Monday, July 25, 2011

Child Satefy initative aims to share information about using restraints on airplanes

Would you let your three-year-old ride in your lap in a car? How about letting a child under age four sit in a car wearing only a lap belt? Hopefully not, so shouldn’t safety apply also in an airplane?

The safest place for little ones during turbulence or an emergency is in an approved child restraint system (CRS) or device. The National Transportation Safety Board (NTSB) recently launched a year-long Child and Youth Transportation Safety Initiative to raise awareness of proper restraints for children on airplanes--either an FAA-approved car seat or an FAA-approved restraint device.

Currently, lap-held children are still allowed on planes, even though it’s a dangerous way to travel. No matter how hard a parent wants to hold onto a child during times of heavy turbulence, it’s physically impossible. But the FAA won’t demand that all children fly in their own seats, and airlines fear that making parents buy a separate seat for children will encourage driving rather than flying. Still, children’s safety should come before anything else, and that means flying in their own seat using an approved restraint.

A CRS is a hard-backed child safety seat that is approved by the government for use in both motor vehicles and aircraft. FAA has also approved a harness-type restraint appropriate for children weighing between 22 and 44 pounds. Harness-style devices are an option for parents who don’t want to bring a car seat through security and down narrow aisles of a plane, but this type of device is approved only for use on aircraft and not in motor vehicles. Learn more about harness-type restraint.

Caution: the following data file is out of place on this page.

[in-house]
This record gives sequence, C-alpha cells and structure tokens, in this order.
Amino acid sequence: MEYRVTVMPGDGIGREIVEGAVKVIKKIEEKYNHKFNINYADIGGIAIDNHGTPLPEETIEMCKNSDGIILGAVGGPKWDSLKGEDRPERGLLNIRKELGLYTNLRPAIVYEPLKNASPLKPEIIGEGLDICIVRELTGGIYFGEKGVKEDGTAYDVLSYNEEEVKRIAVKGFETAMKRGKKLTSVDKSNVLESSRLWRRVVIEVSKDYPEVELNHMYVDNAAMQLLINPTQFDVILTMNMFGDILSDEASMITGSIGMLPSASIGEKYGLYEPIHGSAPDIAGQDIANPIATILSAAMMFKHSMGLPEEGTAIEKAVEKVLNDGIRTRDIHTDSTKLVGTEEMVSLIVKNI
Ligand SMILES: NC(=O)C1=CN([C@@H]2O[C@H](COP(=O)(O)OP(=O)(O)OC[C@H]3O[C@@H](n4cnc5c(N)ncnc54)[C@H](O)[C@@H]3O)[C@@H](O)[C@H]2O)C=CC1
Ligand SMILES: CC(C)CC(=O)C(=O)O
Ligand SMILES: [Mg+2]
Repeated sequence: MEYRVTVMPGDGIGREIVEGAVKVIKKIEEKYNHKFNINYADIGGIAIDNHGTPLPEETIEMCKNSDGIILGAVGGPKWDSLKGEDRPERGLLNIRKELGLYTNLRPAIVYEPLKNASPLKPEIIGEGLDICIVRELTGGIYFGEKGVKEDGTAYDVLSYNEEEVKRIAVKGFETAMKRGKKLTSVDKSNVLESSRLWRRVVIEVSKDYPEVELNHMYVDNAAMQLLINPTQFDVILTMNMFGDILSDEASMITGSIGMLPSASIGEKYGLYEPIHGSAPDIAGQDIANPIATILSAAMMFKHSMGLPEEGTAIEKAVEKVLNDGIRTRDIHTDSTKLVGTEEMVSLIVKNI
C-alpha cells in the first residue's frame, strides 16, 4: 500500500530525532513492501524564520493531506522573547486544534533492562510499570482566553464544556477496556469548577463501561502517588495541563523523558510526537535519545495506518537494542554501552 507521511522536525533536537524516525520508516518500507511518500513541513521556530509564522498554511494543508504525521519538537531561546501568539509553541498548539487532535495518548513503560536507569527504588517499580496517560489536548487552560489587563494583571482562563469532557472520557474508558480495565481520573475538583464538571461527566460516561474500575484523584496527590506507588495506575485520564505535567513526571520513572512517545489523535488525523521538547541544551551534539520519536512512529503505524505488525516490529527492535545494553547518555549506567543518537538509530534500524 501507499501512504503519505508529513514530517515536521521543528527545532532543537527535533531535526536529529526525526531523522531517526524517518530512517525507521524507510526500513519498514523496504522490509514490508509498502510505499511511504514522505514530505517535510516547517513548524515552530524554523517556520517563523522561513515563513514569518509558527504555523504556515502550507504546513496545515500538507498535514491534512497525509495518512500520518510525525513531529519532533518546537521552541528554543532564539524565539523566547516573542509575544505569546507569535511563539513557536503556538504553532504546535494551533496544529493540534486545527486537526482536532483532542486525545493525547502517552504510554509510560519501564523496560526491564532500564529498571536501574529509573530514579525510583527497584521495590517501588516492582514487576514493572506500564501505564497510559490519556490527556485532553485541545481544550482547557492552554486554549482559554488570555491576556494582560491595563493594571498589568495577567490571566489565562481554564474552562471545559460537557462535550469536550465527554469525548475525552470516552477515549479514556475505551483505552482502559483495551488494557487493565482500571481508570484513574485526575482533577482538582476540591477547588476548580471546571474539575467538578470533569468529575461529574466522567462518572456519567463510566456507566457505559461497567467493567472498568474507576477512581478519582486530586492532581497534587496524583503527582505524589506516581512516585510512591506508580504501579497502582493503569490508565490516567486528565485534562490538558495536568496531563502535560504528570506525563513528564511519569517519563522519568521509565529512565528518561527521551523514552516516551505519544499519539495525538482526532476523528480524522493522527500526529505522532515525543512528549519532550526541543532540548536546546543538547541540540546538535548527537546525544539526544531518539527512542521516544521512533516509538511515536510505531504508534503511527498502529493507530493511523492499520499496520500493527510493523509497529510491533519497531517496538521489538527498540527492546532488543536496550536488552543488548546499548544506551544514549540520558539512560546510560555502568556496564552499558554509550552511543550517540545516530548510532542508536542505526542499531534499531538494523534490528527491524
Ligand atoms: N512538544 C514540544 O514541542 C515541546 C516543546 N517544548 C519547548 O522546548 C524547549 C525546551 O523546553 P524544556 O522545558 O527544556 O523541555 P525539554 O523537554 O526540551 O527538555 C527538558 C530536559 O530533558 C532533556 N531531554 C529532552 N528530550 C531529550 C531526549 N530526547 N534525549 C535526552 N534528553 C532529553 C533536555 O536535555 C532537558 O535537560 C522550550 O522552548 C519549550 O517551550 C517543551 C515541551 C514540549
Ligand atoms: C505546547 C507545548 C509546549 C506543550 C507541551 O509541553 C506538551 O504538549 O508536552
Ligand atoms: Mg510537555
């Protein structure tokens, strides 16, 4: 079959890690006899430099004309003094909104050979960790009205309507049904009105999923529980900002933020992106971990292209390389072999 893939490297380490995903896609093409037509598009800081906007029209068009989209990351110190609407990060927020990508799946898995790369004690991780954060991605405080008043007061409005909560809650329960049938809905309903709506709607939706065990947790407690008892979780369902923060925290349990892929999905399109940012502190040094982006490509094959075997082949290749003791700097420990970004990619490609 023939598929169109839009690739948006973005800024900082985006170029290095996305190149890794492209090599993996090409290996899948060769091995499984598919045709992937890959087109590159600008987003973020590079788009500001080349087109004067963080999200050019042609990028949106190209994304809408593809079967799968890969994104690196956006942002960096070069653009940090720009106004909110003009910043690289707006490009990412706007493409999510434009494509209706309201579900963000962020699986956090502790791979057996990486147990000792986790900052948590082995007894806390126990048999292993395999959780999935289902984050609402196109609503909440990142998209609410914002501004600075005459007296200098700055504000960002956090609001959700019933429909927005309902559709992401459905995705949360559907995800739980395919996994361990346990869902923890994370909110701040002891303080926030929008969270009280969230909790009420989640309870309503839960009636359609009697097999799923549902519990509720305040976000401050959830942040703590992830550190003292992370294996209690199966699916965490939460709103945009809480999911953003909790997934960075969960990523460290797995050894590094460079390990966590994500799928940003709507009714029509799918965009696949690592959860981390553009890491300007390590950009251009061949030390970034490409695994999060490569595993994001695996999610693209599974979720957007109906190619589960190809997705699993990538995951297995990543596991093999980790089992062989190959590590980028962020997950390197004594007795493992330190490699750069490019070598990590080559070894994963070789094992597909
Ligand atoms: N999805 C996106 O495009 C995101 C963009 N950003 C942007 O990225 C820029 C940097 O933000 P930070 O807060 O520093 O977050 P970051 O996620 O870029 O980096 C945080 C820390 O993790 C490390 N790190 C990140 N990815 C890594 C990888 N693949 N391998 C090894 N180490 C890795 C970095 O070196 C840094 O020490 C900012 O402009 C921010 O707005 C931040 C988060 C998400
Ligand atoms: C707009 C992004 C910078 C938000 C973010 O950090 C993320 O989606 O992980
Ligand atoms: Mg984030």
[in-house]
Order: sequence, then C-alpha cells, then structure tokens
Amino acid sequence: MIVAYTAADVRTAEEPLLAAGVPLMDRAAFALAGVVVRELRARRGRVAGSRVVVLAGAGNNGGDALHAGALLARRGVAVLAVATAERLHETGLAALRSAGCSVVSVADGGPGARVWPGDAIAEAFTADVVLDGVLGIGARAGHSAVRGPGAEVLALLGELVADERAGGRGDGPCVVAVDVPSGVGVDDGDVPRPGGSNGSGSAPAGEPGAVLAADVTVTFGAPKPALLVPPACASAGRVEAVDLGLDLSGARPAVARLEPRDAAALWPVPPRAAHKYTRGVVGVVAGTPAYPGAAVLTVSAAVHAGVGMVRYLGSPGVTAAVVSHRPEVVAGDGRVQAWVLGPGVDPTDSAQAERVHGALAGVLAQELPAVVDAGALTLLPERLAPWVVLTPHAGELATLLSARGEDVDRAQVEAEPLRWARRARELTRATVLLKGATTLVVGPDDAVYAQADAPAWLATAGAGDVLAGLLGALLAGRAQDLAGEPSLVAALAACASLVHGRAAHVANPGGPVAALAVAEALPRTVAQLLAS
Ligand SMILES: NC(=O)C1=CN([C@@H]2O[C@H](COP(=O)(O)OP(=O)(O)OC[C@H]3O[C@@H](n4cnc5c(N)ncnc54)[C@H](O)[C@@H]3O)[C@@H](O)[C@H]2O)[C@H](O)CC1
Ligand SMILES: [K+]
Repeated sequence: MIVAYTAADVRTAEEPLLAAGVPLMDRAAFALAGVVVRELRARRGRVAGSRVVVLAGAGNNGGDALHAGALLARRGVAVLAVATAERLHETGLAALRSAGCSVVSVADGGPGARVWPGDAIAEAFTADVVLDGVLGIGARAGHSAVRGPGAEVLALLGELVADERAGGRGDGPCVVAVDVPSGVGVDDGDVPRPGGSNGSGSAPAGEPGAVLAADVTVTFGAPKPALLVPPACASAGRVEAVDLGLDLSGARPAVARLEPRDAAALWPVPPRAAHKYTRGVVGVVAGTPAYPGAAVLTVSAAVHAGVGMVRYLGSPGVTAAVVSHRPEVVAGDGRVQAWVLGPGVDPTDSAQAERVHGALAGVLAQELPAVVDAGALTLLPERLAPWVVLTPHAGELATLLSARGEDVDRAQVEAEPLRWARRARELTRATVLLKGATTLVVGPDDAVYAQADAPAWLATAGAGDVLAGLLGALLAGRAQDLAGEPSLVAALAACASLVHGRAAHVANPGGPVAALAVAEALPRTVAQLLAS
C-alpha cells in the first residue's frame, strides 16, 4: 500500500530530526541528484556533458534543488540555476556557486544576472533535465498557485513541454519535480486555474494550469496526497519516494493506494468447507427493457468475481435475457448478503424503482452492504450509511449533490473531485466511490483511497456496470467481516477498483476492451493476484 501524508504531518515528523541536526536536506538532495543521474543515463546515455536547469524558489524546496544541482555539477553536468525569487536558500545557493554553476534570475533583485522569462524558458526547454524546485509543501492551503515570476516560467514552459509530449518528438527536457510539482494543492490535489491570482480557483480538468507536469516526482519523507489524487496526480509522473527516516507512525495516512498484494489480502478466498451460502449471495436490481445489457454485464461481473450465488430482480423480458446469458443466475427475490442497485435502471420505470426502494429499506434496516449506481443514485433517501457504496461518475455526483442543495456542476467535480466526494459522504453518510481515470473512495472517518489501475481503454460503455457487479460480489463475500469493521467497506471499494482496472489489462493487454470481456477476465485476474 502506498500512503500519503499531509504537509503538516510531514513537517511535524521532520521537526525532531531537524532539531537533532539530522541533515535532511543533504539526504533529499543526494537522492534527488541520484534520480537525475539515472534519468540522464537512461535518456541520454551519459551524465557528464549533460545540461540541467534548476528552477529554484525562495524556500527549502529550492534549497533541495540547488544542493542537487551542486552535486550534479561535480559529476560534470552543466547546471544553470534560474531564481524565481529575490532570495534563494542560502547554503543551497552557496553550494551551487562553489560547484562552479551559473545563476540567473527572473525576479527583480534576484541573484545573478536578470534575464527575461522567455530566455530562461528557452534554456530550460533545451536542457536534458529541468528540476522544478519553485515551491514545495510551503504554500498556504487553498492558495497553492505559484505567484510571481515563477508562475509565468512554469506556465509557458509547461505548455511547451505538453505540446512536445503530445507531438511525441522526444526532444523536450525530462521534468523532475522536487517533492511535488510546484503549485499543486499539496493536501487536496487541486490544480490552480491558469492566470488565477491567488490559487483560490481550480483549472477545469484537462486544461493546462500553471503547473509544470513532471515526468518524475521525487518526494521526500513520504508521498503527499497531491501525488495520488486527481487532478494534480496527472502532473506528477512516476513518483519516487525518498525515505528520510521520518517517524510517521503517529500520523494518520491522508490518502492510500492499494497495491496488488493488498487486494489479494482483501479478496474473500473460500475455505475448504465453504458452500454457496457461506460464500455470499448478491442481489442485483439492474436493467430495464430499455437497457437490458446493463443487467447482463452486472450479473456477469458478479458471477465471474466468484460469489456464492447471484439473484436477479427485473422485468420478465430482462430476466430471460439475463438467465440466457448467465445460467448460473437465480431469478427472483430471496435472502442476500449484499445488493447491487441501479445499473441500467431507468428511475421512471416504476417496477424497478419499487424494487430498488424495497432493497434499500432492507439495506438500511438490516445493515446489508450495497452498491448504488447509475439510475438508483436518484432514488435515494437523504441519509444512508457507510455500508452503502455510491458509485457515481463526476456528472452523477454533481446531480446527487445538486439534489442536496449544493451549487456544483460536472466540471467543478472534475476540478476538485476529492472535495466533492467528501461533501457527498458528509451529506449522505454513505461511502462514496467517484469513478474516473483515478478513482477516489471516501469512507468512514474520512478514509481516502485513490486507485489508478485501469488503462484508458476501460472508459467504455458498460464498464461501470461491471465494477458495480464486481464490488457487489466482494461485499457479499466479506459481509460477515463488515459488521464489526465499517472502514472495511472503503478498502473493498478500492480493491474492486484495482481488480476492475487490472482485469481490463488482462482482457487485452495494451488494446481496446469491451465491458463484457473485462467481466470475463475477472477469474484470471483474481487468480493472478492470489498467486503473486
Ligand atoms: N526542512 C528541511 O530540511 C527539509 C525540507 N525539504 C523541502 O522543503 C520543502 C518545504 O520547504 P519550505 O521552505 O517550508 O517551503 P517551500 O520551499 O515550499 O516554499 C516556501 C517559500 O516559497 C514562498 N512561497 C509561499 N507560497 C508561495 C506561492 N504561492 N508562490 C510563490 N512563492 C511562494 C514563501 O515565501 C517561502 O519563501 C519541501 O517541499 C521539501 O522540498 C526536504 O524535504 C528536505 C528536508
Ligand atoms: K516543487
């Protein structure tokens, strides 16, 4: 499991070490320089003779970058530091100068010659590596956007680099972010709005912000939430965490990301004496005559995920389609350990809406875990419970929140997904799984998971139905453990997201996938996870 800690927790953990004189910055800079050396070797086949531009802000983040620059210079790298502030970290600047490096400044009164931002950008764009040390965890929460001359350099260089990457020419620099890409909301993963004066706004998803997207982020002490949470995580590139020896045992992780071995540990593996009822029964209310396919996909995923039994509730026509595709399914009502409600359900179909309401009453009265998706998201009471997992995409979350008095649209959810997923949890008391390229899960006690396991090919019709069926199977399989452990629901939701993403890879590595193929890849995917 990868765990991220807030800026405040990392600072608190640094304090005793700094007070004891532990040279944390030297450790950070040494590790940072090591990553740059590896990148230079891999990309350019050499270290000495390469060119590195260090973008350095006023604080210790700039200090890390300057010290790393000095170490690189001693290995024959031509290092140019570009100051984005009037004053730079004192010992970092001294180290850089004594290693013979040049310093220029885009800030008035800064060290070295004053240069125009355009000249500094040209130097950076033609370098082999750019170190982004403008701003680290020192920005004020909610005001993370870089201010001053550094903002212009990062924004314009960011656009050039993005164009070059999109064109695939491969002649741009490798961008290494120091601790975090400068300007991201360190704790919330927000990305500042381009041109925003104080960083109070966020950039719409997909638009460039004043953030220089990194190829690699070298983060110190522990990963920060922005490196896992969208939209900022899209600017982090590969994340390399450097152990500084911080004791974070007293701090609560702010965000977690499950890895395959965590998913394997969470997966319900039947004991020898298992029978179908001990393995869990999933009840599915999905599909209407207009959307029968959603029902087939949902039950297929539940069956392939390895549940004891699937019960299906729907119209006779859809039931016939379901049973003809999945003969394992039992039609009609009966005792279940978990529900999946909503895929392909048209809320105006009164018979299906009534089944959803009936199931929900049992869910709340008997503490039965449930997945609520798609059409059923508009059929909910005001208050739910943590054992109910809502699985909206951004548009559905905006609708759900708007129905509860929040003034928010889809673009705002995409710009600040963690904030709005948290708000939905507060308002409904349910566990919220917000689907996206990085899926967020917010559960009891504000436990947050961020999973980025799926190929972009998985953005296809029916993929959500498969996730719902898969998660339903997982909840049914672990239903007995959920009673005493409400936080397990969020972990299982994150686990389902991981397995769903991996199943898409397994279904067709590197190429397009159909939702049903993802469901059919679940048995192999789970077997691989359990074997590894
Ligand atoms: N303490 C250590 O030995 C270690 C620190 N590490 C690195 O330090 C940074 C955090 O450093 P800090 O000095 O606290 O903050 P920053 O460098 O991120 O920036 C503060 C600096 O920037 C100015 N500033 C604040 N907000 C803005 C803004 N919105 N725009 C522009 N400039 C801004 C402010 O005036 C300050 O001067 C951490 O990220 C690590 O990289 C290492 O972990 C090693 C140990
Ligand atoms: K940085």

Points to remember:
·       Make sure your CRS, either hard-backed safety seat or harness, is government approved, or you may be asked to check it as baggage.
·       Be sure the shoulder straps are properly adjusted and fasten the airplane seat belt around the CRS.

·       Ask your airline for a discounted fare. Buying a ticket for your child is the only way to guarantee that you will be able to use a CRS.

·       Reserve adjoining seats. A CRS should be placed in a window seat (never in an exit row), so it will not block the escape path in an emergency.

·       If you do not buy a ticket for your child, ask if you can use an empty seat. If so, avoid the busiest days and times to increase the likelihood of finding an empty seat next to you.

·       If your airline can provide a CRS for your child, you may not be permitted to bring your own CRS on board and may need to check it as baggage.

·       Arrange for your airline to help if you have a connecting flight. Carrying a CRS, a child, and luggage through a busy airport can be challenging

Child restraint
The CARES harness is approved
for aircraft use only but is
easier to carry through security
and airports than standard
car seats.
·       Children over 40 pounds may use an airplane seat belt.

While booster seats and harness vests enhance safety in vehicles, FAA prohibits passengers from bringing these types of restraints on airplanes for use during taxi, take-off and landing. Also, supplemental lap restraints or "belly belts" are not approved for use in both airplanes and vehicles in the United States.

Additional information is available on the National Highway Traffic Safety Administration website. Also consult the FAA site on Child Safety on Airplanes.

Print out this section or the brochure (PDF) to take with you when you travel.
View a video that shows proper child seat installation on an airplane.
View a video that shows how to install a CARES child safety device in an aircraft seat.


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